VDC-OS will provide vServices, both on the infrastructure side as well as on the application side. Infrastructure vServices include vCompute, vNetwork, vStorage. Application vServices include such things as availability, security, and scalability. In the future, more vServices can be introduced to extend the VDC-OS.
As an example of a way in which the vCompute infrastructure vService can be extended, Maritz points to the formal introduction by Intel of a new chipset that officially supports FlexMigration. FlexMigration enables Enhanced VMotion, which in turn enables heterogeneous VMotion between disparate CPU revisions.
As another example of the way in which the vNetwork infrastructure vService can be extended, Paul makes mention of the Cisco vSwitch that is being announced this week.
vStorage can be extended as well; Paul points to Site Recovery Manager’s SRA architecture as the way in which VMware allows storage vendors to exploit their array-specific functionality within VMware environments.
All of these examples just provide further proof that the best way to view VDC-OS is as a framework into which third party ISVs, and even VMware, can plug new vServices to extend or modify the application or infrastructure capabilities of the overall solution.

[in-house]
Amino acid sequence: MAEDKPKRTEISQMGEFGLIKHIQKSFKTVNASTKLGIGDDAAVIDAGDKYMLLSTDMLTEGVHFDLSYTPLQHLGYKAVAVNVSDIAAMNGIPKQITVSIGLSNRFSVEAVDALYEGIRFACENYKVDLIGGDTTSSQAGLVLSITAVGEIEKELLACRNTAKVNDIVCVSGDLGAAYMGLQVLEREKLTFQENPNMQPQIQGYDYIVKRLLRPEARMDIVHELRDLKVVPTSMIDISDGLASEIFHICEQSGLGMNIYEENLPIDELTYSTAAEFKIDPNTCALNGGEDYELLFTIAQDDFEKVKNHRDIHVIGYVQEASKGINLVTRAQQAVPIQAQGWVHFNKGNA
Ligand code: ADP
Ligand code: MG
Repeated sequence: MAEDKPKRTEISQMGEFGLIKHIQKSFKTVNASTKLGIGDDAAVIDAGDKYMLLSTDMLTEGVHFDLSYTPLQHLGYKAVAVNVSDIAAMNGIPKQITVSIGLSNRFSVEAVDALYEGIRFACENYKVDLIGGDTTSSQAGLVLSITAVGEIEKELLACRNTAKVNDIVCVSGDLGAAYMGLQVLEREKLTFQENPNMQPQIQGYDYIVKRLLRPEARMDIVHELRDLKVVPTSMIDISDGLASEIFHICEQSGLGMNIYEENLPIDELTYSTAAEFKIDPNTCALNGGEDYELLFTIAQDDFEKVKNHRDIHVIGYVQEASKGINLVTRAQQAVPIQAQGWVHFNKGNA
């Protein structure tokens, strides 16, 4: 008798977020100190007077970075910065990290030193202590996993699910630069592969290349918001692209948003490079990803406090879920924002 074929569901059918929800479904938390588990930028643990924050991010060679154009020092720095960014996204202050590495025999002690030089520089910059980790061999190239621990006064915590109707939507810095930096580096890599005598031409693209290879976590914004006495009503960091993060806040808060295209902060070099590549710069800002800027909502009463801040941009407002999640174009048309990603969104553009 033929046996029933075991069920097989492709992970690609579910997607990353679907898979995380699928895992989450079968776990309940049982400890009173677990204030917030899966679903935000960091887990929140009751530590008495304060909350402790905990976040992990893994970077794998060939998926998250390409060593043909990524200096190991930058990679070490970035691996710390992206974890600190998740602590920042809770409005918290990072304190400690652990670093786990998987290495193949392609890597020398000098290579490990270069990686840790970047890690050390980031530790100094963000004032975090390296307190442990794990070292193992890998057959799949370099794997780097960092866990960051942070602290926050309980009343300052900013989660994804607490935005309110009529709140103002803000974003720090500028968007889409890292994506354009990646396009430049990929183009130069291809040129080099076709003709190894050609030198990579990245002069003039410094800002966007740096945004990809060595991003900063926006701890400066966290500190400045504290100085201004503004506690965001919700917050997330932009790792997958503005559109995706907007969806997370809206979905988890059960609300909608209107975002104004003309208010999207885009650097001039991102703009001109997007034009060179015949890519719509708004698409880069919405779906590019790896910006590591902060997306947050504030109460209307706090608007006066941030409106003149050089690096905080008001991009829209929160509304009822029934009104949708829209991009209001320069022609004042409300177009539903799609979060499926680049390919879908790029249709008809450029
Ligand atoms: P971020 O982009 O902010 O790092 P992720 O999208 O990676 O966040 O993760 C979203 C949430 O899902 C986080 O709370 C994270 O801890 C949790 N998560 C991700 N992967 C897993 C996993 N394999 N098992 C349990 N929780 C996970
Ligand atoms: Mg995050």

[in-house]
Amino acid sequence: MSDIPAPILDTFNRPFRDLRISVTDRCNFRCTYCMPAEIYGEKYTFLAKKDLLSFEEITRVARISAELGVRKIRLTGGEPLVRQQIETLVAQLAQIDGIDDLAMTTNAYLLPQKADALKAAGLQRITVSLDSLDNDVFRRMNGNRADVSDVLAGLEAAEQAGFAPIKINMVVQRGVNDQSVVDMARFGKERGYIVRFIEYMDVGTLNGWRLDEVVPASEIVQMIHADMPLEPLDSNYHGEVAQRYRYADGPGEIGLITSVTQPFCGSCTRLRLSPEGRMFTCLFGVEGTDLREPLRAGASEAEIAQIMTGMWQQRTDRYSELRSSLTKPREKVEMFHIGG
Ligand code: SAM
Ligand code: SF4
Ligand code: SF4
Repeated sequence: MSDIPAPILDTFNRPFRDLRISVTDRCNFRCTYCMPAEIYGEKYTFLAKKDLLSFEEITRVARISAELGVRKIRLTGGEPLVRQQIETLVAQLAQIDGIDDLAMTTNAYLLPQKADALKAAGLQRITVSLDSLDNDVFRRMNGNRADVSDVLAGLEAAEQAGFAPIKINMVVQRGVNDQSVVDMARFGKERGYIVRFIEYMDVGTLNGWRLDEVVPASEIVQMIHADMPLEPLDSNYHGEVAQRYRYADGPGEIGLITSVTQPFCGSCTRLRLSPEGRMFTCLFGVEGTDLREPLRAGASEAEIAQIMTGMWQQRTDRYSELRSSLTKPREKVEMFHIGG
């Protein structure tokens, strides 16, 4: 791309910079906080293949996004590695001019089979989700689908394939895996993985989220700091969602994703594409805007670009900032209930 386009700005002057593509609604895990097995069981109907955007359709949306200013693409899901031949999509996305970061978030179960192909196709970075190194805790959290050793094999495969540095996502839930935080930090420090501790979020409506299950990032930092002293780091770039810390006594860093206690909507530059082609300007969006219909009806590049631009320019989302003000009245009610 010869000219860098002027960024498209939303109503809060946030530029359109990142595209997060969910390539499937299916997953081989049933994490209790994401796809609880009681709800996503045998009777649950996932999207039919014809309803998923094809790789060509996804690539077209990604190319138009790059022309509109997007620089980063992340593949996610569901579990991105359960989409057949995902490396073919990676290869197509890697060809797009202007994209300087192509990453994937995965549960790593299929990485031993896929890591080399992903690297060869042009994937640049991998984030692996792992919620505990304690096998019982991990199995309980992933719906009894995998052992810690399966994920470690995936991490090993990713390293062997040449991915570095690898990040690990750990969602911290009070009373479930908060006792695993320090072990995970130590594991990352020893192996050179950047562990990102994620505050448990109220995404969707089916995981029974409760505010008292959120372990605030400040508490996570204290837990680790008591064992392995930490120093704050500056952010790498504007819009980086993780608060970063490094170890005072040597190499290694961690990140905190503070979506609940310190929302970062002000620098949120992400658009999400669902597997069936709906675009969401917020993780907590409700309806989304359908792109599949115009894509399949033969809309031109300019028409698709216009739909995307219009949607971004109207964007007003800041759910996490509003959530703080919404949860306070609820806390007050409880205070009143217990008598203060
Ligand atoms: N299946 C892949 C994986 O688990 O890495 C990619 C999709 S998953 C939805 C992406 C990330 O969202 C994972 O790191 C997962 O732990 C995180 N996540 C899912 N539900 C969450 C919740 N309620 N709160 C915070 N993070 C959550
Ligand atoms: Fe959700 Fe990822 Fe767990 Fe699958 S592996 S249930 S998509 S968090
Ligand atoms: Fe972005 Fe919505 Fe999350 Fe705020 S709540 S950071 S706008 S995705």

Moving into a discussion of application vServices, Paul makes mention of vApps, the next evolution of virtual appliances, which embraces OVF and allows multiple VMs to be included in the vApp definition. Also, the vApp definition can include more metadata, like SLA or DR characteristics.
Management services are also being extended along with the VDC-OS. vCenter is the next evolution of VirtualCenter, which brings along management vServices like AppSpeed (formerly B-Hive Conductor), ConfigControl, Orchestrator (formerly Dunes), and CapacityIQ. vCenter will also integrate and federate with external solutions from partners like BMC Software, HP, CA, and IBM/Tivoli. This is yet another example of how vServices can be extended to include additional functionality and capabilities.